All that said, I do not actually focus too much on specific beliefs so much. Normally, you want to alter a belief because it is preventing you getting what you want, in some way. Instead of trying to figure out all our underlying little beliefs (and there are loads of little elusive ones with plenty of sway, as I'm sure you know) we can simply suggest/ask/affirm that any beliefs that are in conflict with our desire be removed and new beliefs in harmony with our desire replace it. (I normally direct these at - not my mind - but to my soul or so-called "Essential Silent Partner") [This idea I learned from Dr. Robert Anthony, and have found it very effective]


answered 28 Nov '09, 09:24

Liam's gravatar image


Thnaks for the helpful advice:)

(28 Nov '09, 13:48) Michaela

I have heard of a technique where you first identify your limiting beliefs in a journal or diary & then do this following exercise.

Imagine yourself going up or down (I think up is better) a set of stairs into a bright room filled with light or love or what ever form of guidance that resonates with your beliefs, it could be also a moment with your higher self or God. But basically you pick one of the limiting beliefs as the subject of the meeting.

Here you envision that you are allowed to see what caused you to take on this belief & how it has served you in manifesting your experience up to this moment. Then with intent you choose to let this belief go.

For my own needs I actually use a different approach. But remember, you can develop your own technique.

Here's my approach. I just wait, going about life as usual until I spontaneously start worrying about something or fearing something. Then I try & still my thought process & in that silence I ask my inner self or higher self to reveal to me "What do I believe in right now that is causing me to experience this fear?".

Something comes up. I wish I could tell you that the heavens open up and angels whisper into my ear the reason for my worry. But that is not what happens. Instead some random reason that often appears to be un-connected merrily leaps into my attention almost saying "Here I am". And my usual reaction is "No... You are not it. Come on... you have no connection to my worry. Well at least that is what it feels like most of the time.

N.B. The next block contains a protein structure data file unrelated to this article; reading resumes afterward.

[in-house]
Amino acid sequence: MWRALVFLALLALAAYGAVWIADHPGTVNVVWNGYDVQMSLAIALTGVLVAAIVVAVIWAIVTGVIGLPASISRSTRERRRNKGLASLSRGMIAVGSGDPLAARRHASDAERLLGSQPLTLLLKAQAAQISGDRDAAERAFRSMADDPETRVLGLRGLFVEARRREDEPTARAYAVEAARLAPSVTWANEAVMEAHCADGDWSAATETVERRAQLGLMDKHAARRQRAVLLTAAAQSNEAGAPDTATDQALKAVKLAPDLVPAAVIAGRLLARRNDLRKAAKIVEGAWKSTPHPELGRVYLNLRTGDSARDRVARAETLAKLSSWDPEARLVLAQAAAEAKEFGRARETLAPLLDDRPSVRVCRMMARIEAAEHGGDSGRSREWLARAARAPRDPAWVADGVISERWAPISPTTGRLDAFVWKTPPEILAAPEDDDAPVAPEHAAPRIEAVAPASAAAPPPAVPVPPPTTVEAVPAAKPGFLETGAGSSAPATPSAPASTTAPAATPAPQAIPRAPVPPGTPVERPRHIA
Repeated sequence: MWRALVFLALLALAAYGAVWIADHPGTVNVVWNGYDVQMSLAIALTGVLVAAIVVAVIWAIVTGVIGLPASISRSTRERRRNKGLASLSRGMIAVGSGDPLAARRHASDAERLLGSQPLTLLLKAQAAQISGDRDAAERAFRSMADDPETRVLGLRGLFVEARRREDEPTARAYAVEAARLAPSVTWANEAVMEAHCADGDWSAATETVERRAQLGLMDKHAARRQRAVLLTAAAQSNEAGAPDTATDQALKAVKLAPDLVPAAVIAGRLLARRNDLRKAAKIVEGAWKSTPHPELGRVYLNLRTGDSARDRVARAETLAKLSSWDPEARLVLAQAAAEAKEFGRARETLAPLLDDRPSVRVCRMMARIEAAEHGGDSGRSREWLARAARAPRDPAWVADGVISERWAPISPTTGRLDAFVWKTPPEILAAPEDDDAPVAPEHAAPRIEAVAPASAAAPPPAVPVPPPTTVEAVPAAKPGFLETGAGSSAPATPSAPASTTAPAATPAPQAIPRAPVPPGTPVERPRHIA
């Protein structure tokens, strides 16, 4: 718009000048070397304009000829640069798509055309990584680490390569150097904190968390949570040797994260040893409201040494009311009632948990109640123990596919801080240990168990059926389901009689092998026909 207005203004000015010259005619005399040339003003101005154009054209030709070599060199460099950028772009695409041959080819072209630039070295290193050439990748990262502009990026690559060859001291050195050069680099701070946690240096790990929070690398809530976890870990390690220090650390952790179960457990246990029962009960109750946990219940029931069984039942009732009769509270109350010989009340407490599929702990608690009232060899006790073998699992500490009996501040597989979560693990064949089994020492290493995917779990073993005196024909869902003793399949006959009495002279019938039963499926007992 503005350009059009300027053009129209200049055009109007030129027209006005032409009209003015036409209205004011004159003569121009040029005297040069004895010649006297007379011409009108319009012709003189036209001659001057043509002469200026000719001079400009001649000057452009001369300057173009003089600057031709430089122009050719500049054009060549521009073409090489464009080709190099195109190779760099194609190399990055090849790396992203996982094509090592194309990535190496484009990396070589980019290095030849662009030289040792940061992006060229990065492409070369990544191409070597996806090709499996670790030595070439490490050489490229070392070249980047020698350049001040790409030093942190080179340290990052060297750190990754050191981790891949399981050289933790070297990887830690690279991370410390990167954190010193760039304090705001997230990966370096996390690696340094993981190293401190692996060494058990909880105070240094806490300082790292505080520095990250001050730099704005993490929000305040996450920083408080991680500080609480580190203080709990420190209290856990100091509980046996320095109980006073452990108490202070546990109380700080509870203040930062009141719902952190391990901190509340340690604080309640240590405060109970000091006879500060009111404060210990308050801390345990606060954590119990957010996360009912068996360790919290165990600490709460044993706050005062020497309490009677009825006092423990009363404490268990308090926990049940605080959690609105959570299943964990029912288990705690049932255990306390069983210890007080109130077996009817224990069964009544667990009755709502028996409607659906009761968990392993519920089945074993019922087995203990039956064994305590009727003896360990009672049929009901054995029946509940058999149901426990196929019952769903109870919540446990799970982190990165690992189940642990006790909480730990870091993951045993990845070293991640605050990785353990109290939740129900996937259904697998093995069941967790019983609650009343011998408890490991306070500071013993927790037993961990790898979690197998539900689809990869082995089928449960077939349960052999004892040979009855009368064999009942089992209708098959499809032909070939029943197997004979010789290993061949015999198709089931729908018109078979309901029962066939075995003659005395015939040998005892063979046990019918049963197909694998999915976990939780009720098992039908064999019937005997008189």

But nevertheless as they say when given lemons you make lemonade. I accept what ever reason that leaps up as the one to let go (as long as it is a limiting belief).

What happens is that gradually the worry becomes less & less frequent & eventually dis-appears. But this doesn't happen overnight. Sometimes it is as short as a day or two. But most of the time it takes about a month to many months depending on how deep rooted the worry is.

But if you pay attention this wisdom within us works in a sneaky surprising way.
for example if you have a fear of a head-on collision & you are now practicing to find the cause of the worry. Every time you catch yourself worrying you constantly practice letting go your limiting beliefs.

To your frustration the worry still remains until suddenly you find yourself as a passenger in a friend’s car who has the same worry, but at a much higher level than you.

Now you take on the role of explaining to your friend why this worry is paralyzing them & is quite misplaced, un-necessary & counter productive to their existence. Then you come to the end of your ride and discover that something also happend to you.. within you.

Slowly it dawns on you that the words of encouragement you gave your friend were also therapy for you because your own worry has begun to disappear as well.


answered 28 Nov '09, 02:52

The%20Traveller's gravatar image

The Traveller

Thanks for your advice. As for giving others words of encouragement I totally agree and can see why so many on this spiritual path grow by leaps and bounds while helping others.

(28 Nov '09, 03:04) Michaela